Confucius and Plato

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Confucius and Plato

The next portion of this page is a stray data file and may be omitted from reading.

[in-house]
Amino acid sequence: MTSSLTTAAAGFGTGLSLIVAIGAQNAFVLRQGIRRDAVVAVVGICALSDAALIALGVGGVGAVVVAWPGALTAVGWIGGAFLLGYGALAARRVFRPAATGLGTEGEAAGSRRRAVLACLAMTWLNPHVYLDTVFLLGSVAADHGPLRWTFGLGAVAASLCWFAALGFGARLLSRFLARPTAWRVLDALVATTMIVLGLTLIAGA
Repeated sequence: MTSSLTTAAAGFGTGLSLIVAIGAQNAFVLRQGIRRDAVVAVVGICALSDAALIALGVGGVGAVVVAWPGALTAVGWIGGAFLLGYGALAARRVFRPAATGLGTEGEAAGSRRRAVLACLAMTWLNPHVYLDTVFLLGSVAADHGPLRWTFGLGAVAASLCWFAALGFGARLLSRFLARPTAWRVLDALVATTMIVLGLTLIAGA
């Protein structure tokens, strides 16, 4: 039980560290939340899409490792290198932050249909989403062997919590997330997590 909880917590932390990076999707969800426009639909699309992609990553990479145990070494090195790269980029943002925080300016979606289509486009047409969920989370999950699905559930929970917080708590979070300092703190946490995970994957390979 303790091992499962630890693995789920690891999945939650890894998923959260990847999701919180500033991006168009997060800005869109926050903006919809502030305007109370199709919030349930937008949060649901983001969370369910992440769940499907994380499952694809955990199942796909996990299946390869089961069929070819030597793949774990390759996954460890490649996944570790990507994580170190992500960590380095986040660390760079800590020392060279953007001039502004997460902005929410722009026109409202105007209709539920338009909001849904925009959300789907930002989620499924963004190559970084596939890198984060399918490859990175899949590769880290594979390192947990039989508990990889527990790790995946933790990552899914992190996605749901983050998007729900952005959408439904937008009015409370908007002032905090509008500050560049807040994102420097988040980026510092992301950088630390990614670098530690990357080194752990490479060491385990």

Editor Ken Wolf, at the beginning of the essay Confucius and Plato: A Few Really Good People, poses the question: “What is the best way to create a strong society?” (Wolf 25) It was surprising to a novice student of philosophy how similar the ideas of the ancient Chinese sage Confucius and famous Greek philosopher Plato were. Although, Confucius and Plato both made major contributions to the development of society, they showed both similarities and differences in these three subjects: ruling class, education, and faith in humanity. Confucius and Plato both believed virtue and intelligence were key components to creating a strong society. Confucius thought anyone who has been educated had the capability to develop into a ruler. Whereas Plato assumed anyone could be educated, but only a few, those in the ruling class had the ability to reason and thus were qualified to rule. In addition, Plato gave credence to the idea of being born into the ruling class, that the quality to reason was an inherited quality. Confucius and Plato were both strong believers that order was another main factor in a strong society. Although they both had laws to maintain the order, Plato had less faith in people in general to behave in a civilized manner. Both Confucius and Plato were in favor of education and were teachers themselves. Confucius’s followers were the ones who wrote the Analects, which talked about how civilization depends on “humanity” and “propriety”. Plato actually wrote The Republic which talked about his ideal “philosopher-king”. Plato established the Academy, which taught principles of ethics and government, for 900 years. Confucius attempted to teach the ruler to become a better person, but failed. The concepts put forth by Confucius and Plato begin to differ more when faith in humanity comes into play. Confucius and Plato both wanted to think there was good in everyone, but Confucius believed more in a “…society in which...
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